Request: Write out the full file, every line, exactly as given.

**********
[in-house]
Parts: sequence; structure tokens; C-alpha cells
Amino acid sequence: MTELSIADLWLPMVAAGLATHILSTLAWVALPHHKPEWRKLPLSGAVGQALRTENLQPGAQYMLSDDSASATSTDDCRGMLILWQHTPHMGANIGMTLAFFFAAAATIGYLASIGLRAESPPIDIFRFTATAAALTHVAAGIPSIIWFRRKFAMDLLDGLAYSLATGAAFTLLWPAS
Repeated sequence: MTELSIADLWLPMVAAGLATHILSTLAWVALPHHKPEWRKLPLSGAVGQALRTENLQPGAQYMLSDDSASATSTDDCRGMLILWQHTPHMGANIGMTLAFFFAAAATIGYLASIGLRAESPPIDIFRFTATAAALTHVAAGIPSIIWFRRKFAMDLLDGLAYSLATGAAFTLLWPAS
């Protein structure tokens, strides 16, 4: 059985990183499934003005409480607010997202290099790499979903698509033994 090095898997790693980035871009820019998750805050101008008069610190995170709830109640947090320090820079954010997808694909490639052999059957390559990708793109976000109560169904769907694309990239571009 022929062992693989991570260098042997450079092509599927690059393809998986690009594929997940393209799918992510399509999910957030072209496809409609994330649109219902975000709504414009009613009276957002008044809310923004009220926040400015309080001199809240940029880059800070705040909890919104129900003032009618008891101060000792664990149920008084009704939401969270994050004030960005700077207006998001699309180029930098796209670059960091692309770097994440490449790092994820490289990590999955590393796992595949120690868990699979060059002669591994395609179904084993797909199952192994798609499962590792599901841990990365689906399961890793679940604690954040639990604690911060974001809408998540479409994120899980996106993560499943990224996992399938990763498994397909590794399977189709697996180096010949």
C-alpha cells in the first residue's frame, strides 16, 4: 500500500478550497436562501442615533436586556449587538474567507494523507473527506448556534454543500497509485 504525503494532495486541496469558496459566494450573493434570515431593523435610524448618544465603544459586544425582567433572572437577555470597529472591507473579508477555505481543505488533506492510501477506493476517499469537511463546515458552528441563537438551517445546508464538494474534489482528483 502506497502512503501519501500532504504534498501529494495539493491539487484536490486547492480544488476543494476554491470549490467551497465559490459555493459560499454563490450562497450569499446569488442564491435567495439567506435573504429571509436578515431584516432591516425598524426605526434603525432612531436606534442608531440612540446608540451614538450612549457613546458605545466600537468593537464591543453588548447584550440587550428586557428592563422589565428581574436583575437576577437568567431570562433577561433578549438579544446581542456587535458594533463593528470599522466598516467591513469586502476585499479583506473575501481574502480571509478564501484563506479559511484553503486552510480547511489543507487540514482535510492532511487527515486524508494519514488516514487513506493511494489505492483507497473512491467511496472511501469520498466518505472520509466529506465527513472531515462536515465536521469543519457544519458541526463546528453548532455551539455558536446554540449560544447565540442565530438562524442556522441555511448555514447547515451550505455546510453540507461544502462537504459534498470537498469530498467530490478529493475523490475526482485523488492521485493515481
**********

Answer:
[in-house]
Parts: sequence; structure tokens; C-alpha cells
Amino acid sequence: MTELSIADLWLPMVAAGLATHILSTLAWVALPHHKPEWRKLPLSGAVGQALRTENLQPGAQYMLSDDSASATSTDDCRGMLILWQHTPHMGANIGMTLAFFFAAAATIGYLASIGLRAESPPIDIFRFTATAAALTHVAAGIPSIIWFRRKFAMDLLDGLAYSLATGAAFTLLWPAS
Repeated sequence: MTELSIADLWLPMVAAGLATHILSTLAWVALPHHKPEWRKLPLSGAVGQALRTENLQPGAQYMLSDDSASATSTDDCRGMLILWQHTPHMGANIGMTLAFFFAAAATIGYLASIGLRAESPPIDIFRFTATAAALTHVAAGIPSIIWFRRKFAMDLLDGLAYSLATGAAFTLLWPAS
């Protein structure tokens, strides 16, 4: 059985990183499934003005409480607010997202290099790499979903698509033994 090095898997790693980035871009820019998750805050101008008069610190995170709830109640947090320090820079954010997808694909490639052999059957390559990708793109976000109560169904769907694309990239571009 022929062992693989991570260098042997450079092509599927690059393809998986690009594929997940393209799918992510399509999910957030072209496809409609994330649109219902975000709504414009009613009276957002008044809310923004009220926040400015309080001199809240940029880059800070705040909890919104129900003032009618008891101060000792664990149920008084009704939401969270994050004030960005700077207006998001699309180029930098796209670059960091692309770097994440490449790092994820490289990590999955590393796992595949120690868990699979060059002669591994395609179904084993797909199952192994798609499962590792599901841990990365689906399961890793679940604690954040639990604690911060974001809408998540479409994120899980996106993560499943990224996992399938990763498994397909590794399977189709697996180096010949």
C-alpha cells in the first residue's frame, strides 16, 4: 500500500478550497436562501442615533436586556449587538474567507494523507473527506448556534454543500497509485 504525503494532495486541496469558496459566494450573493434570515431593523435610524448618544465603544459586544425582567433572572437577555470597529472591507473579508477555505481543505488533506492510501477506493476517499469537511463546515458552528441563537438551517445546508464538494474534489482528483 502506497502512503501519501500532504504534498501529494495539493491539487484536490486547492480544488476543494476554491470549490467551497465559490459555493459560499454563490450562497450569499446569488442564491435567495439567506435573504429571509436578515431584516432591516425598524426605526434603525432612531436606534442608531440612540446608540451614538450612549457613546458605545466600537468593537464591543453588548447584550440587550428586557428592563422589565428581574436583575437576577437568567431570562433577561433578549438579544446581542456587535458594533463593528470599522466598516467591513469586502476585499479583506473575501481574502480571509478564501484563506479559511484553503486552510480547511489543507487540514482535510492532511487527515486524508494519514488516514487513506493511494489505492483507497473512491467511496472511501469520498466518505472520509466529506465527513472531515462536515465536521469543519457544519458541526463546528453548532455551539455558536446554540449560544447565540442565530438562524442556522441555511448555514447547515451550505455546510453540507461544502462537504459534498470537498469530498467530490478529493475523490475526482485523488492521485493515481